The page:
Op-ed | MTA maps out the road ahead through climate change

MTA Chair and CEO Janno Lieber at climate change resiliency announcement, wearing orange vest
MTA Chair & CEO Janno Lieber and MTA Construction & Development President Jamie Torres-Springer at the Metro-North Railroad Mott Haven Yard announce the Climate Resilience Roadmap on Thursday, Apr 25, 2024. FTA Region 2 Deputy Administrator Donovan Vincent, Assembly Member Jeffrey Dinowitz, State Senator Nathalia Fernandez, and Metro-North President Catherine Rinaldi were on hand. Lieber. (Marc A. Hermann / MTA)

Climate change is always top of mind for a lot of us, and not just because we’re a week from Earth Day. I often talk about mass transit being the antidote to climate change.

The MTA network allows the New York region to have the lowest carbon footprint per capita in the nation, helping to avoid 17 million metric tons of greenhouse gas emissions every year.

That doesn’t make us any less vulnerable to the accelerating impacts of climate change – torrential rainfall, extreme heat, and other types of severe weather.

We’ve all seen videos on social media of water flooding the subways during major storms, and massive cleanup needed on the commuter railroads after mudslides. It’s a challenge for the MTA, and a major inconvenience for our riders.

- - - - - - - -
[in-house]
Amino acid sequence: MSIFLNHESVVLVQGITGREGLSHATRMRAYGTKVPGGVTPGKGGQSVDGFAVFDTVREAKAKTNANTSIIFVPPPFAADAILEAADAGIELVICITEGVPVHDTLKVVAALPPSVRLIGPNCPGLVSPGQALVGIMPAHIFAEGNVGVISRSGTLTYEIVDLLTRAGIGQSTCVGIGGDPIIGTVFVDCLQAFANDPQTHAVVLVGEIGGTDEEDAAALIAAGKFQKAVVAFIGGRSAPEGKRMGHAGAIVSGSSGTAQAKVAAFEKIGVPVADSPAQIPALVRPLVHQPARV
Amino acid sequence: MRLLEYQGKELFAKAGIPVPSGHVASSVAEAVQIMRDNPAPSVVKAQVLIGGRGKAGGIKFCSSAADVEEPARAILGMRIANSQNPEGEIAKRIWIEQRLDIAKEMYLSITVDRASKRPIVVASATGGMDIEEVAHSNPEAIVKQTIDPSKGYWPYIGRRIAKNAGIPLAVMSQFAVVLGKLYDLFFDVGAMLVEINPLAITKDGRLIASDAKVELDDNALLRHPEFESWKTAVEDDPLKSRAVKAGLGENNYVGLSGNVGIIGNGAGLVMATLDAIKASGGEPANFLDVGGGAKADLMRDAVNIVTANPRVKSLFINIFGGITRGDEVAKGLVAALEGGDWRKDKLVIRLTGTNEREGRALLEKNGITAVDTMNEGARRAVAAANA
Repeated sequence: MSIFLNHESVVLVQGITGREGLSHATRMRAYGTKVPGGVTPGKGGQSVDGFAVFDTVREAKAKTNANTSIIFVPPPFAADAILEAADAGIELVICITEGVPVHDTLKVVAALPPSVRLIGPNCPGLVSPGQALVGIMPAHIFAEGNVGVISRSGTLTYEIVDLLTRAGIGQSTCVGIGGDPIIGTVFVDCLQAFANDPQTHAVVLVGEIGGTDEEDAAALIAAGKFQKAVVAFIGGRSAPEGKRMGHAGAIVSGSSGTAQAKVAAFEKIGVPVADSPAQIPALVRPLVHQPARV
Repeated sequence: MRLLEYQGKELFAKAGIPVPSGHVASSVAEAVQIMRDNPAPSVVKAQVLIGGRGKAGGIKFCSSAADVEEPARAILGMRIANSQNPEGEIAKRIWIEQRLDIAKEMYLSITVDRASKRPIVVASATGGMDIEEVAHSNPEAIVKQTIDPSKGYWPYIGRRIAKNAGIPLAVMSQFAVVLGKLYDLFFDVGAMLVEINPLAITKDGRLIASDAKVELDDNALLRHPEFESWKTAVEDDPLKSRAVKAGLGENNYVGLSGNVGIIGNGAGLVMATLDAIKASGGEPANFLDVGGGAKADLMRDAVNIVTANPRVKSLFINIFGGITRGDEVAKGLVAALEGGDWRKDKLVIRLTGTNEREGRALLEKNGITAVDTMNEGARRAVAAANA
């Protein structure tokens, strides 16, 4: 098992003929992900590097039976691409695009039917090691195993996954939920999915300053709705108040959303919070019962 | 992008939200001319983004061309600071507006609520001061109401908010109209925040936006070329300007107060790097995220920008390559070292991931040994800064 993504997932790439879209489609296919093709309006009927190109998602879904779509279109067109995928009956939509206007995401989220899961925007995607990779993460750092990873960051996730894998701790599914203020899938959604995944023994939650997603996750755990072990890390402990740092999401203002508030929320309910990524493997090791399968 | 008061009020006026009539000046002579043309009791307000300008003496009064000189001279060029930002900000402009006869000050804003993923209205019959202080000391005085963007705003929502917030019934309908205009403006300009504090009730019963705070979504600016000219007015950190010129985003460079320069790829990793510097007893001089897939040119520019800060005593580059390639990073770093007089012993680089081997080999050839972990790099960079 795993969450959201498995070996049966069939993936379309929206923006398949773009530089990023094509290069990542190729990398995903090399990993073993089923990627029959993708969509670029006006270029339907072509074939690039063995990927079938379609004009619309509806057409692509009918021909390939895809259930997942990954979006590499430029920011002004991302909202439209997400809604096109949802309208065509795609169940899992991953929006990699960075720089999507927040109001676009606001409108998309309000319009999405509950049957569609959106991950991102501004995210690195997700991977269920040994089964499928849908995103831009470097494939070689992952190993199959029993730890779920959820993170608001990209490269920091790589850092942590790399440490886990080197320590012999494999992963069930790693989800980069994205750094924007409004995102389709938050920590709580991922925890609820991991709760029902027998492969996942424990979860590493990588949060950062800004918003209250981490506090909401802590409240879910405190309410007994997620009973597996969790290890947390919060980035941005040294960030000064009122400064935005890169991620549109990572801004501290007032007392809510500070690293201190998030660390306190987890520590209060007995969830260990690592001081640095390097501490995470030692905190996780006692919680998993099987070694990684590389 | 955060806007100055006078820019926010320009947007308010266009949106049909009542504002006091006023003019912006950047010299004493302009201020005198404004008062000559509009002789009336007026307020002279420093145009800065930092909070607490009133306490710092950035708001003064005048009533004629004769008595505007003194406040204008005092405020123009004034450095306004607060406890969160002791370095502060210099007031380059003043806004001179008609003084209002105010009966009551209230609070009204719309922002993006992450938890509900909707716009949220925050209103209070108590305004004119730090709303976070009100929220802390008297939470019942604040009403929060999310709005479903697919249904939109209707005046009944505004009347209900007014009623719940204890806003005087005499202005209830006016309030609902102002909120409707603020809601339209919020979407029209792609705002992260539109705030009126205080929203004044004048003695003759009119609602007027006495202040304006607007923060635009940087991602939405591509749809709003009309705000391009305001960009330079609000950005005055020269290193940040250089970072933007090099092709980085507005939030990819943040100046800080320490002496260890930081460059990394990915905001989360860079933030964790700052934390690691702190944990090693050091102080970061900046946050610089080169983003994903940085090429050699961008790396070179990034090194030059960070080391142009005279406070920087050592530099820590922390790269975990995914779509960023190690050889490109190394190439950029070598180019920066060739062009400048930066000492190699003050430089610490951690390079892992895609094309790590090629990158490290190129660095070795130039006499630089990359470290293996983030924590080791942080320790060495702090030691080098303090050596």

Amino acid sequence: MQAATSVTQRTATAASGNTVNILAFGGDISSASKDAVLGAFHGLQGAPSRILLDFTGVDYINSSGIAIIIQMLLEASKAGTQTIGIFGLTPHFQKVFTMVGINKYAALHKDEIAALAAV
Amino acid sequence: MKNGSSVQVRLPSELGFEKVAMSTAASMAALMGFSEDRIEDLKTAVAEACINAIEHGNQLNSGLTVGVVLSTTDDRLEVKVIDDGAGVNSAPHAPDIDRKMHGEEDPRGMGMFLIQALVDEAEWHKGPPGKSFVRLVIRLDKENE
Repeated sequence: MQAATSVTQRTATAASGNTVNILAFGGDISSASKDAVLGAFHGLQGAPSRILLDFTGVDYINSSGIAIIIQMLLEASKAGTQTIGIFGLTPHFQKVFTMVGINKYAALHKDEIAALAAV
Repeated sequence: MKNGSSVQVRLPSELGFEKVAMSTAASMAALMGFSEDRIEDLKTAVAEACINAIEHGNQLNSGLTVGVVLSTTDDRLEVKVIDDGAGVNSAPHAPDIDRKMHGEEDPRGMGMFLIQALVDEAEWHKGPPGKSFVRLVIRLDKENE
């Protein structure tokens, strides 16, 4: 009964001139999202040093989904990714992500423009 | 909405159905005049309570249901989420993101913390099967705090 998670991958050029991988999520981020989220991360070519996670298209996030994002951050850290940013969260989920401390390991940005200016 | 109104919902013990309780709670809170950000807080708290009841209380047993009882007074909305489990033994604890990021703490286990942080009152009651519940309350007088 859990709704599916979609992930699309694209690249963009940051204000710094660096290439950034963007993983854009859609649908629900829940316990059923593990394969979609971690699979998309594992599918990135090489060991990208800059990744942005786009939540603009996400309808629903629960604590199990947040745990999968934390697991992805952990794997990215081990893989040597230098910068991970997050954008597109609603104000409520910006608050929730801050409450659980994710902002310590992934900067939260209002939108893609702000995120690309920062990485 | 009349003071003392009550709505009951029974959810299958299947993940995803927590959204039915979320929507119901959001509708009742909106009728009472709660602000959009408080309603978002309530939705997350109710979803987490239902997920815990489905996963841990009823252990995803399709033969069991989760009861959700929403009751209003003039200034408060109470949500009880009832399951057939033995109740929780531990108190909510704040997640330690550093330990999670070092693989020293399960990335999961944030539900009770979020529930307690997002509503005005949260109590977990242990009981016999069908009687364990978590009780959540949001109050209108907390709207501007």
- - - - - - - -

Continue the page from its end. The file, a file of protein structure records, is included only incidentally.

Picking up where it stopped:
That’s why we developed a new Climate Resilience Roadmap. It’s a comprehensive framework to fortify the transit system against climate change, outlining $6 billion in needs to make the MTA more resilient over the next decade – critical input as we start developing the 2025-2029 Capital Program.

With torrential rainfall, we can’t fight gravity but there are mitigations we can install. The roadmap suggests raising steps and elevating street vents to prevent stormwater from entering the subway system. Investing in new drainage and pumping equipment is another key priority, but we also need our partners at the City of New York to drastically expand storm sewer capacity to prevent the huge overflows into subways we see during many big storms.

The Climate Resilience Roadmap also advises ramping up existing efforts to protect MTA’s seven bridges from extreme heat. Prolonged exposure to high temperatures can cause the metallic components in these structures to expand beyond their design limits, which can affect joints, accelerate material degradation, and increase stress to concrete bridge girders, the last thing we want to see happen. We need to make these investments — and many, many more — now.

As we’ve been saying since the release of the groundbreaking 20-Year Needs Assessment last fall, the MTA’s assets are worth $1.5 trillion, and they’re only growing older and more vulnerable with time. The Long Island Rail Road, the oldest part of the MTA, just celebrated its 190th anniversary. We want to preserve it, and the rest of the network, for decades to come, delivering reliable and enhanced service, as the new Climate Resilience Roadmap shows us the way.

Janno Lieber is Chair and CEO of the MTA.